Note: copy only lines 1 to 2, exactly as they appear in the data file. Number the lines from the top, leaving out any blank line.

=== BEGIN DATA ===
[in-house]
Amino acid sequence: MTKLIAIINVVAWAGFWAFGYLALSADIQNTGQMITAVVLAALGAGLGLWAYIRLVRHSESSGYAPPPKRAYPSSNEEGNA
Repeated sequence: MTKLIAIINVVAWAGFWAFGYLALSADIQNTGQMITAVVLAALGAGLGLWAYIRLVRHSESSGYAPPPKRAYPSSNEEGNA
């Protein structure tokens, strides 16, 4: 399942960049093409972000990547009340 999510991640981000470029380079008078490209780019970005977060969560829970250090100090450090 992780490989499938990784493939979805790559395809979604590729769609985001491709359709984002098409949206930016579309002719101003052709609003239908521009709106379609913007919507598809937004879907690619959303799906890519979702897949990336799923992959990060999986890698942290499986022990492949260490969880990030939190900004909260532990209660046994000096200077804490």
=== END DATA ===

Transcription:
[in-house]
Amino acid sequence: MTKLIAIINVVAWAGFWAFGYLALSADIQNTGQMITAVVLAALGAGLGLWAYIRLVRHSESSGYAPPPKRAYPSSNEEGNA